Marmion coach Dave Rakow presided over one of the wilder wins of his career Thursday, shaking his head and grinning after the Cadets erased a 12-run, fifth-inning deficit to defeat visiting Guerin, 21-16.
“The Guerin game was like a football game with all the scoring in that one,” Rakow said. “Guerin can hit the ball. They hit the ball all night no matter who we put on the mound.”
The Gators dented the Cadets’ Michael Stachura in his first start, forcing Rakow to dip into his bullpen in the first inning. The relief corps helped steady the ship while the offense revved up; Brian Simon and Zach Siwiec drove in three runs apiece.
Still, Guerin, like many Marmion opponents this season, stuck around as Cadets pitching struggled with throwing first-pitch strikes.
“I’m excited. I think we’re right on the cusp of being really, really good,” Rakow said. “Until we eliminate the mistakes, though, we’re just going to be average. But it’s a process. It always is. I’m optimistic, but I’m cautiously optimistic.”
No-no sparks Knights
All victories, if not created equal, count just the same in the won-loss ledger. Right?
Kaneland is making a case for getting on the board in grander style, notching its first win of 2014 with Nathan Hopkins’ six-inning no-hitter at Plano on April 9.
“I think it got us going,” said Hopkins, a senior right-hander. “Everybody is getting ready for [this] week. We’re getting the bats together and the defense is looking good. We’ve got the energy ready for conference.”
While Monday’s winter redux postponed the Knights’ Northern Illinois Big 12 East opener against Rochelle, Kaneland hardly is a stranger to staying patient. The team’s spring break trip to Cincinnati was disrupted by bad weather, eventually whittling the itinerary to just one game.
The Knights grabbed an early lead against traditional Ohio power Archbishop Moeller before surrendering a game-changing rally.
“The first couple games, we think we’ve definitely made it harder on ourselves rather than giving us the best chance to win,” senior first baseman Ty Carlson said.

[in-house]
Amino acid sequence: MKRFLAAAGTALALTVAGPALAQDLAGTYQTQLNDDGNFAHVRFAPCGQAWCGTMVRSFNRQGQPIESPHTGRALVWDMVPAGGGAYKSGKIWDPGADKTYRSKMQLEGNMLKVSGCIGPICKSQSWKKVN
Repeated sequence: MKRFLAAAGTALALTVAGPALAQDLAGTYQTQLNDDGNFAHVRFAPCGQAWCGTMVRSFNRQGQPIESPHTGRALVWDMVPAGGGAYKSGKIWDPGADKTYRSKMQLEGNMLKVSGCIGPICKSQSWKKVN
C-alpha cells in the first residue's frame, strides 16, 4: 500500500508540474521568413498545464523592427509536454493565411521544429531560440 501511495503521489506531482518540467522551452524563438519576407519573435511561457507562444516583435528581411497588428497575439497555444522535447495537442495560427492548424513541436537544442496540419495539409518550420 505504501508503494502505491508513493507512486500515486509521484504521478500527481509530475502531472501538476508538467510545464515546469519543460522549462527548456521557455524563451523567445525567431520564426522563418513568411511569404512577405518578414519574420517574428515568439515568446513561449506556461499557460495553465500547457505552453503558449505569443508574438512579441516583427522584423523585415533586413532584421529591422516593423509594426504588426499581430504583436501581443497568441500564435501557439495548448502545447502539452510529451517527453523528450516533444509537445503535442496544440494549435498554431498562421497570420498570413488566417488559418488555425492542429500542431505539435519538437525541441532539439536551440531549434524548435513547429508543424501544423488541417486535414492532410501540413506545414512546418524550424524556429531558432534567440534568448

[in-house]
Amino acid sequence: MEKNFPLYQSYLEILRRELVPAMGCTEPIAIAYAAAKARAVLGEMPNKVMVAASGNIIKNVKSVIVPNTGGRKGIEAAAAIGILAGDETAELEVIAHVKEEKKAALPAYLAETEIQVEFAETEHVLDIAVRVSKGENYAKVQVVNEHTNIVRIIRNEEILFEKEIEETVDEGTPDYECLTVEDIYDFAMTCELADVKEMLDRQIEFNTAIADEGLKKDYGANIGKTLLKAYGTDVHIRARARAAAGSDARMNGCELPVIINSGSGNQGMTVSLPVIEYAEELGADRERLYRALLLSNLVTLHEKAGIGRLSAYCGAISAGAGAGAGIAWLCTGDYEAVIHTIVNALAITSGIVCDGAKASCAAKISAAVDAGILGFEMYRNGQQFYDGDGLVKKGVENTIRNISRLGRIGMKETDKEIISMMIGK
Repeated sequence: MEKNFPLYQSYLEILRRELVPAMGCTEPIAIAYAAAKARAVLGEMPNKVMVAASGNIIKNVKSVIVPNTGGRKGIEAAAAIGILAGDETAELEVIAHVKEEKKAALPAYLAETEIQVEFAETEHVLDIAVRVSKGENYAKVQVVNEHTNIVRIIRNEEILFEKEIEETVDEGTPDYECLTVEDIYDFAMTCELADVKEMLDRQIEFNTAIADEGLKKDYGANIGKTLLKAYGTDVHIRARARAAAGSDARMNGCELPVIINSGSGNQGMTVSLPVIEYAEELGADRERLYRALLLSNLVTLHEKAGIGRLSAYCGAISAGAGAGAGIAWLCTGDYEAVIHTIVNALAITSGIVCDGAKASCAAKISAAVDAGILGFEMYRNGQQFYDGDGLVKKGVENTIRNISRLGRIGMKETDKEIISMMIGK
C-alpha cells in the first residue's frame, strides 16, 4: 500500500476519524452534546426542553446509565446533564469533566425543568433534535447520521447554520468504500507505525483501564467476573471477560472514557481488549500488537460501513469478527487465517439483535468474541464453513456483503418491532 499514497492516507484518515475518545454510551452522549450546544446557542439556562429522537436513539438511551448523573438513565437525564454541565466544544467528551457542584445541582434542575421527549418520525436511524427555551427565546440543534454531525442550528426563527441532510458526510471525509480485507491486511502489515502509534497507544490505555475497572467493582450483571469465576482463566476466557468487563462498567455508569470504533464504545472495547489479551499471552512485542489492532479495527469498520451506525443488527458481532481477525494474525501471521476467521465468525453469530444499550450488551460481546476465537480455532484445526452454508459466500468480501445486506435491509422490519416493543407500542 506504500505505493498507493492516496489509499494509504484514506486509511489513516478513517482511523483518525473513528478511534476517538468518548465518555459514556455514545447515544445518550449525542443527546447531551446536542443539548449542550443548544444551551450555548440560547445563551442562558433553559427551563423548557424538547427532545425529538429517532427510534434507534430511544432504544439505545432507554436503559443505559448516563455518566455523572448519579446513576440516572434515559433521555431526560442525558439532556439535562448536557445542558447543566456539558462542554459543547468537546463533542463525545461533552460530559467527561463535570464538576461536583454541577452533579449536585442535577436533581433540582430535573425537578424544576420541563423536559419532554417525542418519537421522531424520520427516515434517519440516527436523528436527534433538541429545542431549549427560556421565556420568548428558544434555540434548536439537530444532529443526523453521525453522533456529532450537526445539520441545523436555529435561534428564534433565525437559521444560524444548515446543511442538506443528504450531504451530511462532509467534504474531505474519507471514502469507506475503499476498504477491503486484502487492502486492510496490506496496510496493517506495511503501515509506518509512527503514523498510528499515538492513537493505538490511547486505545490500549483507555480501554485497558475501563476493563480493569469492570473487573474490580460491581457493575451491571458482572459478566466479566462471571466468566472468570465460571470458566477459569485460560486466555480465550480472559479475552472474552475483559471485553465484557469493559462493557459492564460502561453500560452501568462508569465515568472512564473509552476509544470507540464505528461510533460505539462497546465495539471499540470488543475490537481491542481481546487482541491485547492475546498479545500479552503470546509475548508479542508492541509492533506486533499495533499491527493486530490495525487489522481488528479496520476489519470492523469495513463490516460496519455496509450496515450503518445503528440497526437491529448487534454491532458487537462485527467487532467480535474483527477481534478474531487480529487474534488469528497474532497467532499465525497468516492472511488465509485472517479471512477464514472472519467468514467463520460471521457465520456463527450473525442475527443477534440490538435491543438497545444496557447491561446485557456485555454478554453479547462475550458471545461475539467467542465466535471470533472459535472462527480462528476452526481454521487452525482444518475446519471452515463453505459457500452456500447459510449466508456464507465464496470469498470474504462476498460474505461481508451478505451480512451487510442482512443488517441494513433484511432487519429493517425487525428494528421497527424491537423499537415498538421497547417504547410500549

No-hitters have ways of turning the tide.
Waiting to exhale
A tight game at last went St. Charles East’s way Thursday when the Saints rallied for a 2-1 victory at South Elgin. Consecutive shutout losses – 1-0 to Sandburg and 2-0 to West Chicago – preceded the victory.
Ben Smith’s two-run single in the seventh snapped a 20-inning scoreless streak while also renewing confidence the Saints still can win behind pitching and defense.
“If we can keep teams to one run or no runs a game, we’re going to win some ballgames, which is good,” senior center fielder Brannon Barry said.
– Kevin Druley, firstname.lastname@example.org
IN THE GROOVE
Geneva, So., SS
What he did: Derr’s three home runs – including a walk-off to end the game – helped boost Geneva past Conant, 13-12, on Saturday.
Kaneland, Sr., P
What he did: Hopkins delivered the Knights’ first victory of the season on April 9, throwing a six-inning no-hitter against host Plano.
WHAT WE LEARNED LAST WEEK
It’s easier to find a Stan Mikita’s in Aurora than to win at Aurora Central Catholic. OK, so maybe that’s a stretch since Mikita’s is the fictitious restaurant of “Wayne’s World” fame, but the Chargers’ 18-game home winning streak still says something. ACC will go for its 19th successive home victory against IC Catholic Prep today. Its last home loss came to Oswego on March 30, 2013.
WHAT WE’LL LEARN IN THE WEEK AHEAD
How the next leg of the Brian Aversa reality tour goes. Aversa, Kaneland’s veteran coach, is set to steer the visiting Knights against his alma mater, Geneva, in nonconference play Saturday. Earlier this month, the Knights traveled to Cincinnati and its suburbs – where Aversa grew up – for their spring break trip.
COACH SLY SEZ ...
Pitching and hitting feats, oh my.
It sure was a week to be in the extremes in any facet of baseball. No-nos, three-homer games – what are the odds those happen so closely together considering how tough it’s been to even play this spring?
Here’s to more heroics as the season goes on, at whatever pace that might be.